Hiromi Lauren: Why fashion design is my inspiration
Long before working at Harry Seidler’s Sydney practice, as a student in Japan, Hiromi Lauren was more interested in fashion design than in architecture, and to this day her extra-curricular studies in that discipline have inspired the ways in which she develops her buildings’ designs.
“My fashion-design school was called Mode and it’s very famous in Japan. Two big schools produce the most famous designers, such as Koshino Junko, Kenzo and Issey Miyake, those working in haute couture. Mode was more for commercial-type designers, those working for big companies that produce commercial clothing, or prêt-à-porter.
“In order to make those sorts of products, in year one we had to learn how to sew and how to make clothes, and to be able to design you have to be able to think about them in three dimensions. You’d have to be able to cut, using one piece of cloth to dress a mannequin. Then you’d take it off the model and put it on the table, so you learnt how to make a pattern.
“In the second year, you start designing things, and the interesting thing is how they teach you. You’d have sheets of A3 or larger paper, and on the left of the sheet you’d have an image of a very stylish, typical next-season’s catwalk model. From there, you’d then design a new image next to it in which you are allowed to change only one thing.
“I think that six-stages methodology is a very good strategy for building design.”
“In the next image you drew, you could again change another single thing, but by the end of the paper, once you’ve repeated this several times you’ve arrived at something completely different. It has become your design, but it still follows next season’s style. I’ve learned since that that skill can be used for designing buildings as well.
“At the end of that second year, we had a big recital hall to host the second year’s graduation, but I couldn’t go because I had a university architecture exam to study for. Sitting the exam took precedence, not necessarily for me, but because my parents paid for my university.
“As I paid for the fashion-design school for myself, I didn’t want to fail, but then my friend called me and said what are you doing? I had won top prize and it was just so embarrassing for the school that somebody won the top prize but didn’t even turn up to receive the award.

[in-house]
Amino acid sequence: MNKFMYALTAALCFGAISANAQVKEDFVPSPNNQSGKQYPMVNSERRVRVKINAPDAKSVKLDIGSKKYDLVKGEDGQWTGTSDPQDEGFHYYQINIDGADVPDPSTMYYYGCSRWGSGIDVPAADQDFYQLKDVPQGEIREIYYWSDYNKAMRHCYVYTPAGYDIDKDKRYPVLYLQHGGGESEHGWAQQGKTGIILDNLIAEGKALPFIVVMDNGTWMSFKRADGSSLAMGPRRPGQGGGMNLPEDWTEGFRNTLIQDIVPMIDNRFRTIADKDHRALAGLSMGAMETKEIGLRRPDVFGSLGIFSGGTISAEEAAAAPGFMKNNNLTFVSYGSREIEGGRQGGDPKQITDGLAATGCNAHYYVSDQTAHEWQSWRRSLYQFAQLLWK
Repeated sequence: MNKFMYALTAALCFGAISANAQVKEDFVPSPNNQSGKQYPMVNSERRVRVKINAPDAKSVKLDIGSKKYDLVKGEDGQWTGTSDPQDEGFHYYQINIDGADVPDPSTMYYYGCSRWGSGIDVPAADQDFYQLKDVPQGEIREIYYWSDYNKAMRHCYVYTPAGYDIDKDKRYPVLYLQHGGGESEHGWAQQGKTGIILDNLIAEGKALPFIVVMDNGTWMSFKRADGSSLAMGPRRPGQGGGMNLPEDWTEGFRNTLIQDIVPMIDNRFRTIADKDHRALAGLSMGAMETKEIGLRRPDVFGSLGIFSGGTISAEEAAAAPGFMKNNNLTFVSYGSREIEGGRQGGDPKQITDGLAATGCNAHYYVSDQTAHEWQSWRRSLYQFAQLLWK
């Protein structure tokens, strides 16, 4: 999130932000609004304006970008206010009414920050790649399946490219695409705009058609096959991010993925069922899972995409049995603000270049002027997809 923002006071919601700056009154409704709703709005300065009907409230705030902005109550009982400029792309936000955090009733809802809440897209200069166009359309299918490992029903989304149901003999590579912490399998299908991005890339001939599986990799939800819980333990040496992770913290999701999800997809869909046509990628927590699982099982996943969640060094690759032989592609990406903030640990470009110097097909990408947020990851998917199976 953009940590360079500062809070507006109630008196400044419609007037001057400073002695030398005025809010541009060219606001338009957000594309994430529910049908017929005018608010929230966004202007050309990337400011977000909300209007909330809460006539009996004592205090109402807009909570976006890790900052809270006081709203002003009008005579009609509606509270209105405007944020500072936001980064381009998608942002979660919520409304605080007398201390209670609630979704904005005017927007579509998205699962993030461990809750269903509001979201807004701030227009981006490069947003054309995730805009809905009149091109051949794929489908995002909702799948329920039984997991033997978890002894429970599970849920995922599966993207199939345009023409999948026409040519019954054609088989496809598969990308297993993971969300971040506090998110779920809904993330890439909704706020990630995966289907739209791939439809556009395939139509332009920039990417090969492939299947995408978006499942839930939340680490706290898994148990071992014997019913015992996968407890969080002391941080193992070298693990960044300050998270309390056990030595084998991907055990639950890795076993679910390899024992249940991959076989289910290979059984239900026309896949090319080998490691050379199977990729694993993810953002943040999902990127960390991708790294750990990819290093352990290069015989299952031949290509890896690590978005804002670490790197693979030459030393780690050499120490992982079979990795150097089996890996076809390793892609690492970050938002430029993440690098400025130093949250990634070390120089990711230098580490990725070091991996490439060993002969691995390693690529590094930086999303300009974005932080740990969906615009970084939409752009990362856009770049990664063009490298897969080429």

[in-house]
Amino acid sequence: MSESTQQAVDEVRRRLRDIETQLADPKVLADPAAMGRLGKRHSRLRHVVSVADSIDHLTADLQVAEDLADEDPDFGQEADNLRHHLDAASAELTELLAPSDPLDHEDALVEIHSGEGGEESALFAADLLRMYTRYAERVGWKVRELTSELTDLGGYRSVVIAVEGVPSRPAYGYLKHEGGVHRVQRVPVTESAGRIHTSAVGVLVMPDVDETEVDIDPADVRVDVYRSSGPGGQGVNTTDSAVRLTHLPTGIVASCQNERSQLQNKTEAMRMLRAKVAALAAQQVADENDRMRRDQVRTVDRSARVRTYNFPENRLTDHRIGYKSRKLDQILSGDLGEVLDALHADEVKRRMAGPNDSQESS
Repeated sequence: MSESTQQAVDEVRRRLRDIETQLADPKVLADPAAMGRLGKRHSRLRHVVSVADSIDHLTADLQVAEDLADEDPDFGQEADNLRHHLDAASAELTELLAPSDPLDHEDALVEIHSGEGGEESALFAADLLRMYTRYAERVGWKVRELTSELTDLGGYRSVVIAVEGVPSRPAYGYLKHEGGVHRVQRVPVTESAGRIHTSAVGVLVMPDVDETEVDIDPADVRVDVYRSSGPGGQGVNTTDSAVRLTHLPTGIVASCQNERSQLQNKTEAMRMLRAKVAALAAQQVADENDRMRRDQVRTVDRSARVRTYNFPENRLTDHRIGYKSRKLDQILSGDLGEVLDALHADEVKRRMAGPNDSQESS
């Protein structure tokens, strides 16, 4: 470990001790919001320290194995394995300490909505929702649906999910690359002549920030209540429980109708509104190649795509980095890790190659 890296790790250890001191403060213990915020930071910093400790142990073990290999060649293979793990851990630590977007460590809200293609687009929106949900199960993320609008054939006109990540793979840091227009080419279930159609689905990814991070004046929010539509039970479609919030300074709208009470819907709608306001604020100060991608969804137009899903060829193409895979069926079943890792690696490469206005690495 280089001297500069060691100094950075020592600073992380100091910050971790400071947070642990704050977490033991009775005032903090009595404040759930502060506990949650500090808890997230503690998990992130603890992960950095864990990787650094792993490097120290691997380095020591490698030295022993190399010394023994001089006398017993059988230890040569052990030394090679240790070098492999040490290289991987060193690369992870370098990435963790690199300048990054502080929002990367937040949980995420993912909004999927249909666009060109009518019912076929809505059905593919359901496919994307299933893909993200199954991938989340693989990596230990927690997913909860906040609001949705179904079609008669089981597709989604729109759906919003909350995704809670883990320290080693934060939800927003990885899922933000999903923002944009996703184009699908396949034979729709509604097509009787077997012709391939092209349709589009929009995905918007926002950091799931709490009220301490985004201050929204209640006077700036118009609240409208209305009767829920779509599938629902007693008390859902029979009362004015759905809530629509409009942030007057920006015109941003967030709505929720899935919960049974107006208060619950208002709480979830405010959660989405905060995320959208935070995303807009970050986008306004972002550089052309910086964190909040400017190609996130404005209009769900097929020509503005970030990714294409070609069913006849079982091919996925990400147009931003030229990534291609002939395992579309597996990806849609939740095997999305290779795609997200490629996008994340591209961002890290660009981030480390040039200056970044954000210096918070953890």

“I’d been going to the school for four years, but the chairman hosting the ceremony was also the founder of the school and he never talked to me again.
“I think that six-stages methodology is a very good strategy for building design. Sometimes you like particular architects, like Sejima, or whoever I like, and they provide the initial inspiration for a design, and some people may consider using that technique as copying, but it’s not, it’s just following the style and the language, but without designing something completely different. But, by this time, it has become your own original design.
“Besides, it is always unique, as architectural drawing always says that this particular building has to be on this particular site, so the drawing can’t be used for any other site because each one is different. Even if you like a particular building and try to copy it completely, you can’t anyhow, as each one has a different function, a different geometry, and a different use. However, by changing one thing and then another, then it becomes a completely different building but it still has that style.
“Now, while I think that strategy is a good way of working, now I am working with Selina, and she has a different mind and she knows all kinds of different materials, plastics, acrylics and all the funky things I don’t.
“Working with Seidler’s I’ve worked on a lot of black and white buildings, but by putting a younger mind into a design, it can become much more interesting. All up, it is quite different to working with Harry, who never allowed people to do things like that. I think our approach now gives us a very good and inspiring design combination.”